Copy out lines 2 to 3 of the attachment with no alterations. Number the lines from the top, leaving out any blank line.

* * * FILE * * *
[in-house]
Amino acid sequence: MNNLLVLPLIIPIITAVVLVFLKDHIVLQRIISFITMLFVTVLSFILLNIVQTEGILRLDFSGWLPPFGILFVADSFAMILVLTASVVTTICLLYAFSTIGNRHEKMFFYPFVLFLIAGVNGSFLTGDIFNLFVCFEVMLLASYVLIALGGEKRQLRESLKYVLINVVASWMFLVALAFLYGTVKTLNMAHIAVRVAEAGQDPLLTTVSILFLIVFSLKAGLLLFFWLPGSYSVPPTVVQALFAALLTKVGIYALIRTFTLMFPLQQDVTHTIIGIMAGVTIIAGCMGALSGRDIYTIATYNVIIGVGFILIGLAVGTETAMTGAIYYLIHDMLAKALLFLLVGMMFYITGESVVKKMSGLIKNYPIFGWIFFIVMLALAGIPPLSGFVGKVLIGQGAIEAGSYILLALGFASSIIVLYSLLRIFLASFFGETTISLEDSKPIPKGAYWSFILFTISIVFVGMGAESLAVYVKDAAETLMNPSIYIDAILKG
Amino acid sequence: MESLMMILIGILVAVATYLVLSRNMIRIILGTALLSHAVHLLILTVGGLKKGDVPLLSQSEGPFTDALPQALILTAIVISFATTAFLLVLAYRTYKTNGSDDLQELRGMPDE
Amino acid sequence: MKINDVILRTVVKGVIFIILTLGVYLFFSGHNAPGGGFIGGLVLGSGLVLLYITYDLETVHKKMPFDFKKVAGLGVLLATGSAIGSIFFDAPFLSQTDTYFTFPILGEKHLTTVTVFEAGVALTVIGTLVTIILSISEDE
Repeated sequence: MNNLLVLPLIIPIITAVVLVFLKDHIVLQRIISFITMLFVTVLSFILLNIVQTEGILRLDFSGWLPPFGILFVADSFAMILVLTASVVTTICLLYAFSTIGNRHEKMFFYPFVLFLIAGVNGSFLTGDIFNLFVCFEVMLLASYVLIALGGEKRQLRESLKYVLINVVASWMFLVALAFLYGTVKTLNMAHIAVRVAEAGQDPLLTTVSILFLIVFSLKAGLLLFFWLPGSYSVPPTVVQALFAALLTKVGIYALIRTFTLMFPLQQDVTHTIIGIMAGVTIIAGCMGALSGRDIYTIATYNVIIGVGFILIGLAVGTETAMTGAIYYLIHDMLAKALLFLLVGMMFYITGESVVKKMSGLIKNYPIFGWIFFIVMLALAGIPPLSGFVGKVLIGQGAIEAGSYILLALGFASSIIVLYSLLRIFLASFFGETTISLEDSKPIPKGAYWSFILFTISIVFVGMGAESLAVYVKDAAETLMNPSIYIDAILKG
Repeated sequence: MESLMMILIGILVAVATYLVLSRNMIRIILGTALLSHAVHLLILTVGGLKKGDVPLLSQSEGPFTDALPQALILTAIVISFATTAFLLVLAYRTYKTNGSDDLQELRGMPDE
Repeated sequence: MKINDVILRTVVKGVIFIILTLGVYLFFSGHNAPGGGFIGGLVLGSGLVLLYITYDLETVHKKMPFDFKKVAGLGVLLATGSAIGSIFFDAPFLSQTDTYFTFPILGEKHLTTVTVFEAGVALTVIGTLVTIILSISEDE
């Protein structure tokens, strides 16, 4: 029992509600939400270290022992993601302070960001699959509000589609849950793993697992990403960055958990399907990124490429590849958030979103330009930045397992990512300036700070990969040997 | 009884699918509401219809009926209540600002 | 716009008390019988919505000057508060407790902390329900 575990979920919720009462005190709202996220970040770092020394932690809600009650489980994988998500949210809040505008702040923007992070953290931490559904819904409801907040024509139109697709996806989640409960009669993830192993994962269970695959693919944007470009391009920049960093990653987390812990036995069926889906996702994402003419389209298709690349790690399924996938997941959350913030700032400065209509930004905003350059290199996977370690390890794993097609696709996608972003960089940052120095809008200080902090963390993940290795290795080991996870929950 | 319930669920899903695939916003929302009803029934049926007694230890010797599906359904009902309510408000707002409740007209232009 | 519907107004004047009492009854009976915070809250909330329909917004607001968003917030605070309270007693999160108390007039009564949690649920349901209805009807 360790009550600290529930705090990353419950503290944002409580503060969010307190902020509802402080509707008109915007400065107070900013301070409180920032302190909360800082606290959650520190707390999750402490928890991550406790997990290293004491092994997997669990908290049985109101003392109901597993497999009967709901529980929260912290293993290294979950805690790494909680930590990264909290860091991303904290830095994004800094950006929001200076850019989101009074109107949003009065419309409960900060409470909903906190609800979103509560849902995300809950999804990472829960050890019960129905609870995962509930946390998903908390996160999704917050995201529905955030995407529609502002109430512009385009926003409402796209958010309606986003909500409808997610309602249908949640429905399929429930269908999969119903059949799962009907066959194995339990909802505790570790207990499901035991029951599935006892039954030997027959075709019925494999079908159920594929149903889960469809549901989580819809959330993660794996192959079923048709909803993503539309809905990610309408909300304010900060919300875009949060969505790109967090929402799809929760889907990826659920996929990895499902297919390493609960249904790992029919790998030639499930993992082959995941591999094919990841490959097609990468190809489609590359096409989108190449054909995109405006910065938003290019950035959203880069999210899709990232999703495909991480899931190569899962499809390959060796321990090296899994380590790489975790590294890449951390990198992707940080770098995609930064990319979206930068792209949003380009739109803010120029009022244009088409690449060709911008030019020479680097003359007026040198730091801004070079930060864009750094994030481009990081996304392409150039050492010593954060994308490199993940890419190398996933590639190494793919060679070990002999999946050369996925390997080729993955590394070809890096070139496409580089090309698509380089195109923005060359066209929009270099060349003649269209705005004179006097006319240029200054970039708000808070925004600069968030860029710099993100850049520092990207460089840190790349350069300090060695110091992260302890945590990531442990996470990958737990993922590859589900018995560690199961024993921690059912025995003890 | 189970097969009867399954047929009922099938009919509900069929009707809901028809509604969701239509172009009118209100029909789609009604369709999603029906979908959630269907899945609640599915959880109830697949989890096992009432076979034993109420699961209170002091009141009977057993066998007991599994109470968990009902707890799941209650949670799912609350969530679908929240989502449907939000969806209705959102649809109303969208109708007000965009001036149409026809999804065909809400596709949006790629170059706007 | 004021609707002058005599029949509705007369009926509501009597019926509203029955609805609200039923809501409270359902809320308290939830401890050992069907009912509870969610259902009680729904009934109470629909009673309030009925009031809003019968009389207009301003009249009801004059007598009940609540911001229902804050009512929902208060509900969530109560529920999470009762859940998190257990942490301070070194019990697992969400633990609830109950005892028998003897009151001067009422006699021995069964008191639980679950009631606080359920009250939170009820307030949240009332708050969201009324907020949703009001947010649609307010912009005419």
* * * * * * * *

Amino acid sequence: MNNLLVLPLIIPIITAVVLVFLKDHIVLQRIISFITMLFVTVLSFILLNIVQTEGILRLDFSGWLPPFGILFVADSFAMILVLTASVVTTICLLYAFSTIGNRHEKMFFYPFVLFLIAGVNGSFLTGDIFNLFVCFEVMLLASYVLIALGGEKRQLRESLKYVLINVVASWMFLVALAFLYGTVKTLNMAHIAVRVAEAGQDPLLTTVSILFLIVFSLKAGLLLFFWLPGSYSVPPTVVQALFAALLTKVGIYALIRTFTLMFPLQQDVTHTIIGIMAGVTIIAGCMGALSGRDIYTIATYNVIIGVGFILIGLAVGTETAMTGAIYYLIHDMLAKALLFLLVGMMFYITGESVVKKMSGLIKNYPIFGWIFFIVMLALAGIPPLSGFVGKVLIGQGAIEAGSYILLALGFASSIIVLYSLLRIFLASFFGETTISLEDSKPIPKGAYWSFILFTISIVFVGMGAESLAVYVKDAAETLMNPSIYIDAILKG
Amino acid sequence: MESLMMILIGILVAVATYLVLSRNMIRIILGTALLSHAVHLLILTVGGLKKGDVPLLSQSEGPFTDALPQALILTAIVISFATTAFLLVLAYRTYKTNGSDDLQELRGMPDE